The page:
- Get play aides - the Boardgamegeek.com has a number of great play aides for Twilight Imperium, including updated Tech Trees that makes it much easier than the old/outdated ones in the rule books, as well as various lists that distill a number of rules onto a few pages.
- Have a good look at the combination of Strategy Cards that you decide one - they are vital to how the game plays out. It's a matter of preference, so I can only give you mine, though your group might prefer something different: 1:Leadership, 2:Diplomacy II, 3:Assembly II, 4:Production, 5:Trade III, 6:Warfare II, 7:Technology II, 8:Bureaucracy - in a first game exchanging 3:Assembly II with 3:Assembly, and 5:Trade III with 5:Trade II, to opt out on the Mercenaries and Representatives, to reduce complexity. The most crucial though is, in my opinion, to use the 8:Bureaucracy and one of the Assembly cards as 3, as this ties the board and the score board much better together solving a generally accepted weakness of the original game.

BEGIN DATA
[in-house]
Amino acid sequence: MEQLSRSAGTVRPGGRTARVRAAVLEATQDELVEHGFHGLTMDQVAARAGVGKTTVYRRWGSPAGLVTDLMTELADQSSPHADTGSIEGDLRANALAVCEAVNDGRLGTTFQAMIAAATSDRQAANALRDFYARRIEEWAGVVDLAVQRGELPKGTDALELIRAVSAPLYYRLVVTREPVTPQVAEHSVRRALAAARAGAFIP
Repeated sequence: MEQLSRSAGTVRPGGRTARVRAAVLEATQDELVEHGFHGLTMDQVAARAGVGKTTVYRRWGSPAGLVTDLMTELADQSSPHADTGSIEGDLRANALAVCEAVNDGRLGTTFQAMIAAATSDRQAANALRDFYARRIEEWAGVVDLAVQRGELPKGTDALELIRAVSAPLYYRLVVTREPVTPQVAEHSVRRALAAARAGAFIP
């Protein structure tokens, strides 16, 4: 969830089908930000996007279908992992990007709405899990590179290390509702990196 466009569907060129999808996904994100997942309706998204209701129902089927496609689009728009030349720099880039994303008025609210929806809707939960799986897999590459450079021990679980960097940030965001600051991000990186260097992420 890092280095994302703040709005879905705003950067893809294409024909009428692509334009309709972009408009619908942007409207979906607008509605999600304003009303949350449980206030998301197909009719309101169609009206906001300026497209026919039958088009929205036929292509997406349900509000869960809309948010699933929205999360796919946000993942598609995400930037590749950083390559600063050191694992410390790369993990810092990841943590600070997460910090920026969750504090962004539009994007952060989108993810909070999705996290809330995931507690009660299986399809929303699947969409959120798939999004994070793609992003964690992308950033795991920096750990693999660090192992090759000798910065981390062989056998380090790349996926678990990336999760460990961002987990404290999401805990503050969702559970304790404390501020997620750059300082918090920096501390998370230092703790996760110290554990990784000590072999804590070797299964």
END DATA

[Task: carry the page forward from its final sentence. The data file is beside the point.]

- Most importantly, have fun! No, really! Take the complexity and any rule misshaps with a grain of salt at this stage, enjoy the storylines and go crazy in the interactions between the races (I'll never ever forget the memorable experience of my first game of TI3 - shortly after it launched years and a ton of play throughs later - on account of my silly waving of hungry fingers in front of my mouth passing for mandibles whenever I, as the Sardak N'orr, took to speaking to the Galactic Council... the focus of my speech challenged by how eatable all the others looked). It's already a monster of a game in length and doing it for the first time just managing the rules can give you quite a bit of a headache at the end of the session, so keeping atmosphere lighthearted is crucial
Best of luck to any other daring boardgamers out there about to take on this game on their own without someone to guide them into the wonder of TI3.
Edited by Cremate, 07 July 2013 - 02:41 AM.